Newtown remained a small town with farms until the late nineteenth century, when developer Cord Meyer started building several one-family houses in the heart of Newtown. Meyer used his political connections to change Newtown's name to Elmhurst. Many local institutions, such as Newtown High School, the First Presbyterian Church of Newtown, and the Grand Ave.-Newtown subway station (odd since the station was built well after the name change), still use the old name.

Twentieth-Century Change

In the 1920s, FPCN's sanctuary was moved back 125 feet to accommodate New York City's plans to widen Queens Boulevard. This was an engineering marvel, since the church building weighed five million pounds. During the widening, the sanctuary lost its steeple. In 1931, a church house was built behind the sanctuary. This new building had an auditorium with a stage, several classrooms, and a full kitchen. It is still used today.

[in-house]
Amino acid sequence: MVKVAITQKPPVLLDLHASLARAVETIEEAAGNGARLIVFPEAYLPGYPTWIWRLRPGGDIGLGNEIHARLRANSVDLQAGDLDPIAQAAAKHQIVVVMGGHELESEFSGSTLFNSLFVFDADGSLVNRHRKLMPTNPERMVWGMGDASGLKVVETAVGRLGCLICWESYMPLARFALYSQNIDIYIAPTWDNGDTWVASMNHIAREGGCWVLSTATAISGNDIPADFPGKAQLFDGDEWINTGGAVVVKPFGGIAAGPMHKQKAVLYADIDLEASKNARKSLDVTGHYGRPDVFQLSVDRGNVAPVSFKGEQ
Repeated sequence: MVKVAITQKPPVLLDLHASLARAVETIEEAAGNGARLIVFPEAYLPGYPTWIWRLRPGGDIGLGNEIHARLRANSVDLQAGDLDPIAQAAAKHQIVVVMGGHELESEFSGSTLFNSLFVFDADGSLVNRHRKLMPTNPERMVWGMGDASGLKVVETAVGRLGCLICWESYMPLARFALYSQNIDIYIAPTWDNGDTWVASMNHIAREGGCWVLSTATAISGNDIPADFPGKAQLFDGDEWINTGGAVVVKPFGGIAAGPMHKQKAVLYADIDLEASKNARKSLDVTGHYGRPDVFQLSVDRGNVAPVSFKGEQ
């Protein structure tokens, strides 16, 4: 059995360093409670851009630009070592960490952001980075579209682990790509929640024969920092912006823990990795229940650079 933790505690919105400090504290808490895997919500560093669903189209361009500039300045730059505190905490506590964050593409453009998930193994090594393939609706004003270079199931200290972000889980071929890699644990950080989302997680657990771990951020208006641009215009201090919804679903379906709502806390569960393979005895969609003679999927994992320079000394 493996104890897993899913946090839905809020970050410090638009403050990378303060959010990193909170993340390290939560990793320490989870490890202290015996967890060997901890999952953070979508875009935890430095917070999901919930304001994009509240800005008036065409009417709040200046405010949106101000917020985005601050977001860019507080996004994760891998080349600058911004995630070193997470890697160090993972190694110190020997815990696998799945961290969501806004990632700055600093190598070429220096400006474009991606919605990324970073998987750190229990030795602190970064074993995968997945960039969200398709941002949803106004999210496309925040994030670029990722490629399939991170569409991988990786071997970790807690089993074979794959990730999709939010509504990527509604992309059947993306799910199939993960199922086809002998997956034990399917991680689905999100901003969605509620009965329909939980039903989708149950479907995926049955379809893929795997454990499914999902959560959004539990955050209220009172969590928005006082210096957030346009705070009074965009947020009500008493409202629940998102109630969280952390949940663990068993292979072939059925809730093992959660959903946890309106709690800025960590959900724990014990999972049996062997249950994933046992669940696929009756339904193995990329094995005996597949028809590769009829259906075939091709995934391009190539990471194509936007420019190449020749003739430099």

As late as the 1960s, FPCN's members were primarily of European descent. After Charles Sorg became minister in 1965, the percentage of FPCN members from Asia, Africa, and Latin America increased dramatically. As Elmhurst became the most ethnically diverse community in the world, FPCN became the spiritual home of people from over 40 countries. In the 1980s, The New York Times, the New York Daily News, and New York Newsday published articles that featured FPCN's multicultural congregation. Today, the church retains its cultural diversity.

The celebration for FPCN's 350th anniversary began in 1995, when FPCN celebrated the 100th anniversary of its sanctuary. Under the guidance of the recently formed Historical Committee, the church began consolidating its archives and documenting the church's history. We had a special weekend celebration of the 350th anniversary on Oct. 12-14, 2002. In addition, a Sunday School concert took place on Sun. Oct. 20. Prior pastors, Presbytery leaders, local church pastors, and politicians celebrated with us.